By ASHLEE OWENS
The employer quietly studies the job candidate over steepled fingers.
"What specific strengths do you think you can bring to this position?" he asks.
"I have an optimistic outlook, I'm a bit of a perfectionist when it comes to my work and ..." the candidate begins.
"Wait a minute," the employer interrupts. "Perfectionism is not a good thing to list -- it implies you may be tough to get along with. Otherwise, that was a good response. Let's try that question again."
Here's the twist: The man is not a real employer, and the interviewee is not a real job candidate. It's a mock interview, part of Youngstown State University's "What They Didn't Teach Me in College" seminar, which took place Friday through Sunday.
During the seminar, business professionals teach students the unspoken conventions and etiquette of the corporate world.
Donna Mowrey, a self-employed consultant and instructor of human resource management at Kent State University, addressed the class on constructing effective r & eacute;sum & eacute;s.
"A r & eacute;sum & eacute; is a marketing tool, and you're marketing you," she told the class. "Focus on what you know, de-emphasize what you don't."
Mowrey tempered her do's with four solid don'ts:
UDon't lie -- employers interview from your r & eacute;sum & eacute;.
UDon't give the reasons why you're not still working the "other" jobs.
UDon't say anything negative about a former employer.
UDon't supply age, race, marital status, height, weight or photos.
A cover letter -- two to three short paragraphs expressing your interest in the company and how you will meet the company's needs -- should always accompany a r & eacute;sum & eacute;, Mowrey said.
Marilyn Shaftic, a former human resources and recruitment professional at General Motors, lectured on mastering the interview.
Research the company beforehand, she emphasized: "There's no greater turnoff than asking, at the end of an interview, 'So what do you do here?'"
During the interview, monitor body language. "Don't wrinkle your brow or squint your eyes," Shaftic advised, as these actions may be interpreted as signs of poor stress management.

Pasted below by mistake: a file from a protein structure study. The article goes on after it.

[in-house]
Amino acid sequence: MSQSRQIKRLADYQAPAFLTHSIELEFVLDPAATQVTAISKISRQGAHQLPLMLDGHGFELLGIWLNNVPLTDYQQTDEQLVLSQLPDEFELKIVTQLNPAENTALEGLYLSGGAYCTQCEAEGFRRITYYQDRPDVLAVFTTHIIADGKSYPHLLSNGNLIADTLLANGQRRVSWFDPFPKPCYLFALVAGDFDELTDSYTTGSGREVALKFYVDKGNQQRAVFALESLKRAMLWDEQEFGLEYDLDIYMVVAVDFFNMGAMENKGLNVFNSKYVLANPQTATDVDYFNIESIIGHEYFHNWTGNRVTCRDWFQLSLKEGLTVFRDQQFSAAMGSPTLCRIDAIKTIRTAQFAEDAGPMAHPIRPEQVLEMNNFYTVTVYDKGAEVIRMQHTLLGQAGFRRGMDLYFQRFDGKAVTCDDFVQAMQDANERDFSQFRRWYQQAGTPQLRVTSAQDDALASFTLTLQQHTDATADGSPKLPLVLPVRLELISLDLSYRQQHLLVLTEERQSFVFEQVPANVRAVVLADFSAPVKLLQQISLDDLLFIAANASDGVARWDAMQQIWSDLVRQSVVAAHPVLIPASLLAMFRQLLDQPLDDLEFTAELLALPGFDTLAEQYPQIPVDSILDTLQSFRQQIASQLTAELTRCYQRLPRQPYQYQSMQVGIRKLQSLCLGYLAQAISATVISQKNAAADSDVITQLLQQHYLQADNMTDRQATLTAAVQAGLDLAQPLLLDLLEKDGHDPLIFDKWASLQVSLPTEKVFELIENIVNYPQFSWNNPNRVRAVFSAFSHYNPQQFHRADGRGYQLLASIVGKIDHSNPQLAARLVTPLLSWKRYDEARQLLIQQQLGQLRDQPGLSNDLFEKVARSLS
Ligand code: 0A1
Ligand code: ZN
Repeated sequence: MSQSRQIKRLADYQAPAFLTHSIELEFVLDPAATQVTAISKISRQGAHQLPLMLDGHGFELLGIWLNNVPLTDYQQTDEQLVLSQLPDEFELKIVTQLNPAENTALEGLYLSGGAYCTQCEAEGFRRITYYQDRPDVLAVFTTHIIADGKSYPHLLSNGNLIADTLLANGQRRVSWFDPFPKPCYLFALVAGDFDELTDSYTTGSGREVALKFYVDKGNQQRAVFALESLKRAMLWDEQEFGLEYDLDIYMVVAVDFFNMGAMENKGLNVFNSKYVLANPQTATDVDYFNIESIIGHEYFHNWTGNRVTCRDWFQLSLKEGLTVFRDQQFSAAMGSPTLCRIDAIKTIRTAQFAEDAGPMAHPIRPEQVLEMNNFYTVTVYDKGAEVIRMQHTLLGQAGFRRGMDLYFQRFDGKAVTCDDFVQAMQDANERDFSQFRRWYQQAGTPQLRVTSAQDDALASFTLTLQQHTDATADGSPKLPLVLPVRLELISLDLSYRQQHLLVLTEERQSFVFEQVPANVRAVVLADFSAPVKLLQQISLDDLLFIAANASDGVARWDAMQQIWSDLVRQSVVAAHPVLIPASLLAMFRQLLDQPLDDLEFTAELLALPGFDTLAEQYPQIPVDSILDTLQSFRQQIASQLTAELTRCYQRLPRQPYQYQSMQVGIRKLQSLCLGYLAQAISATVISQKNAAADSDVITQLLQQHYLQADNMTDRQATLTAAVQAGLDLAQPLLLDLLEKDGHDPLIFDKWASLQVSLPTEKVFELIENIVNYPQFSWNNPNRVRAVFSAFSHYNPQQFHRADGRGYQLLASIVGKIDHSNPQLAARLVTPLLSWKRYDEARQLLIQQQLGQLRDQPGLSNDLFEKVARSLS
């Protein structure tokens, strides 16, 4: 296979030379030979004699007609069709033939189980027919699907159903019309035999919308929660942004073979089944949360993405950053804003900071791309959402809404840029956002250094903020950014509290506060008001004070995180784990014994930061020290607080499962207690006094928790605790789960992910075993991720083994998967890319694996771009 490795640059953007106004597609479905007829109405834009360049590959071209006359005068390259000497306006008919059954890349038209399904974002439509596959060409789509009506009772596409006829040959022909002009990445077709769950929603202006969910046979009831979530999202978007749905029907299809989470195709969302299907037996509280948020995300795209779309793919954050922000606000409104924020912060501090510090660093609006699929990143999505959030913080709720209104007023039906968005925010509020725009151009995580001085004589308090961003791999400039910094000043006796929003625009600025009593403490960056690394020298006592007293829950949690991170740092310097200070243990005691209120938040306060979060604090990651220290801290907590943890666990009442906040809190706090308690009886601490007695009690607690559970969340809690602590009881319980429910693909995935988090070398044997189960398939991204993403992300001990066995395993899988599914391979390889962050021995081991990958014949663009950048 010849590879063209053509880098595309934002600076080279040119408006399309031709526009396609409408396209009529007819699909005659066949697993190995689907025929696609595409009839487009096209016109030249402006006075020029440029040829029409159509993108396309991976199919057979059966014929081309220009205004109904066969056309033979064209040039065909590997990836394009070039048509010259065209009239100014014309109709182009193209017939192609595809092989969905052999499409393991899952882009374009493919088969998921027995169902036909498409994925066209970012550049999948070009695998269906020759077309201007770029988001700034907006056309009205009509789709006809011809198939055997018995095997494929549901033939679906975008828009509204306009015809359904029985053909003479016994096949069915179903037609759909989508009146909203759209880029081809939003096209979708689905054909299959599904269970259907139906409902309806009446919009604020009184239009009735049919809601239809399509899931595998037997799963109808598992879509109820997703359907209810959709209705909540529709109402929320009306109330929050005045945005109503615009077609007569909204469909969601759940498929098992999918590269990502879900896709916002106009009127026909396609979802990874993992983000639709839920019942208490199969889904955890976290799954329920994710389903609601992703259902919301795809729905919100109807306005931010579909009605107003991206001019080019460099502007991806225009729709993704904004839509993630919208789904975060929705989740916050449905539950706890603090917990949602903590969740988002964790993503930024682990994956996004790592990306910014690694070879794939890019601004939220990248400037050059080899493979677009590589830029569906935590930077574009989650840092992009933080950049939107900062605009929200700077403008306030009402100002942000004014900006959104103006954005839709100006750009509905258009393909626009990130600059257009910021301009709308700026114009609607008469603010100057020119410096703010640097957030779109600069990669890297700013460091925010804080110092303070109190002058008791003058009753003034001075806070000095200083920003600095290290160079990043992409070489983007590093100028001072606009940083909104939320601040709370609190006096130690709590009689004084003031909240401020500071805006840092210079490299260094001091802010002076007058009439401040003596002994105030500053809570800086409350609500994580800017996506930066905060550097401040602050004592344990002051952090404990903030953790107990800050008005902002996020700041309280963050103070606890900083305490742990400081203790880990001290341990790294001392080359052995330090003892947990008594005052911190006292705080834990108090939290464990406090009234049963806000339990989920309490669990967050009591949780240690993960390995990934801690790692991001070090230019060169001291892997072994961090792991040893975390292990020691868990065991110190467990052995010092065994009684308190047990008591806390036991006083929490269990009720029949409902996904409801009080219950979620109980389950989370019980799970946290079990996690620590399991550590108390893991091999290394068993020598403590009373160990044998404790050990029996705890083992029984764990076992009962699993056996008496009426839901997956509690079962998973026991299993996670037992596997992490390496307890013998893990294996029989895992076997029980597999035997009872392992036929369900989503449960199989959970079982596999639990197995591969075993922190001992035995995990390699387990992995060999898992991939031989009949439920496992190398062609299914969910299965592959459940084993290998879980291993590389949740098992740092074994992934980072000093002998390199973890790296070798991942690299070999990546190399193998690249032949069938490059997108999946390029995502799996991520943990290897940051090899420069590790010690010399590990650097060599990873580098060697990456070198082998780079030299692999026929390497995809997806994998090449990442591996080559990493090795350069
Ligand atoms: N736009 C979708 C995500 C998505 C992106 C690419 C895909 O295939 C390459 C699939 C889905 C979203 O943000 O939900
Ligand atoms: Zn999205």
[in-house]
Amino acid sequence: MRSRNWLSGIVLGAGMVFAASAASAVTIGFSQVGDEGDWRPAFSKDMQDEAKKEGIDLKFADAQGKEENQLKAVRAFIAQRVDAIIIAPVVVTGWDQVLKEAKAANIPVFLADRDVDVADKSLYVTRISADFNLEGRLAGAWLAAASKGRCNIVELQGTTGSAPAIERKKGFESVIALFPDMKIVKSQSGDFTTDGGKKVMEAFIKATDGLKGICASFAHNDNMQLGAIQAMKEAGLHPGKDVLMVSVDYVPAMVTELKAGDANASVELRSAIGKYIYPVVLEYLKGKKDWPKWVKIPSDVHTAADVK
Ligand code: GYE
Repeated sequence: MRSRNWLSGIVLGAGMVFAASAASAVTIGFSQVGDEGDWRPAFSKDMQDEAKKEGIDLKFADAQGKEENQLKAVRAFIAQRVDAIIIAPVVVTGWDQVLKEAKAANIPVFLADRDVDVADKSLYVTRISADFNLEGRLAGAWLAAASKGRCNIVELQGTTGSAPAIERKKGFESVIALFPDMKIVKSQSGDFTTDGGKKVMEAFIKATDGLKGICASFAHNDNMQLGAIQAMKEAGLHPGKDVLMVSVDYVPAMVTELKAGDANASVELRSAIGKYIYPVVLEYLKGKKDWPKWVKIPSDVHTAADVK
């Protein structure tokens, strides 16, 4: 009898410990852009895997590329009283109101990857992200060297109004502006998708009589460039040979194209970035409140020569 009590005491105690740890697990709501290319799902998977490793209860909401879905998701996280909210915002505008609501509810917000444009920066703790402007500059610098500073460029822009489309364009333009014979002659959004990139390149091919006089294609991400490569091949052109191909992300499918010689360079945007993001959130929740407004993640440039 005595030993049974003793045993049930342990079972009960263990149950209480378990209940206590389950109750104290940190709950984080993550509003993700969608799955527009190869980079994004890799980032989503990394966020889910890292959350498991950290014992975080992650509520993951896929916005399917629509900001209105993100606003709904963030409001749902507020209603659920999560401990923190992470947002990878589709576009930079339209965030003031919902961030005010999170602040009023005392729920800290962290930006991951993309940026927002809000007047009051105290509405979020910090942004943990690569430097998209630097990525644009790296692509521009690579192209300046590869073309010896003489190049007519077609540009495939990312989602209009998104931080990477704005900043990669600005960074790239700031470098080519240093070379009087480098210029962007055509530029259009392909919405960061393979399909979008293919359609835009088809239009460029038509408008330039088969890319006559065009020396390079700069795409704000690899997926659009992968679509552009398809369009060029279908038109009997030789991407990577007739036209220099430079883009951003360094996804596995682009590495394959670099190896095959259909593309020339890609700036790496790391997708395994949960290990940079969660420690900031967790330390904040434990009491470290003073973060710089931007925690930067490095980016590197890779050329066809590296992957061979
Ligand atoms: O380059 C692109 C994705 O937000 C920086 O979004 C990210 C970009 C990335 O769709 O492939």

Answers should be direct and concise. Hugh Chatman, executive director of human resources at YSU, told students to be prepared with a list of questions for the prospective employer, such as, "When can I expect to hear about a selection? When may I call you? Why is this position vacant?"
End the interview with a firm handshake, Shaftic said, and follow up with a note of thanks within a week.
Dress for success
John Lisko, executive tailor and shirtmaker of the Tom James Company, gave a presentation on dressing for interviews.
"I'm here to inspire you to aspire," Lisko said to the group of 16 students gathered around a table strewn with fabric swatches, size-measuring tools and Tom James clothing-design books.
He distributed a few handouts to the students. One paper read, "If you dress better, you'll feel better. Dress like a prince or a king, and you are more likely to be treated as such."
Kingly, in this case, does not refer to the flamboyant style of Louis XIV. Classic and conservative were the words of the moment.
For an interview, Lisko recommends men wear a suit, a solid white shirt, a tie and lace-up dress shoes that match the belt.
Mary Fox, Lisko's other presentation assistant, said women make the most favorable impression wearing a pantsuit or blazer and skirt on interviews. Skirts should come to the knee or slightly below and should not have deep slits. Blouses should not be low cut. Classic pumps should be worn, but the heels should not be too high.
"What about jewelry?" a student piped up.
"Keep it minimal," Fox said, approving watches, small pendants, small earrings and pearls, which "are classic."
"What makeup is appropriate?" another student asked.
"Neutral shades, nothing dark or heavy," Fox replied.
Students next visited the "lunch interview etiquette" station, a table set to the nines and manned by Reid Schmutz and Elinor Zedaker, president and senior associate, respectively, of the YSU Foundation.
Schmutz advised students on what and what not to order. Students took notes while Schmutz blacklisted soups (spills), spaghetti (messy), hot tea (tea bag mayhem), alcoholic beverages, milk and Coca-Cola. Do order, Schmutz said, coffee, iced tea, water and any meal not likely to sojourn on the shirt front en route to the mouth.
Upon being seated, spread the napkin across your lap, Zedaker said. If you excuse yourself to get up, leave the napkin on your chair until you return.
The seminar ended with students participating in mock interviews and giving a two-minute, videotaped presentation about a company.
Students watched the recording, critiquing themselves -- and one another -- on dress, grooming, confidence and poise.
Overall, Schmutz said, "What They Didn't Teach Me in College" is all about polish, the stuff that sharpens and refines a competitive edge.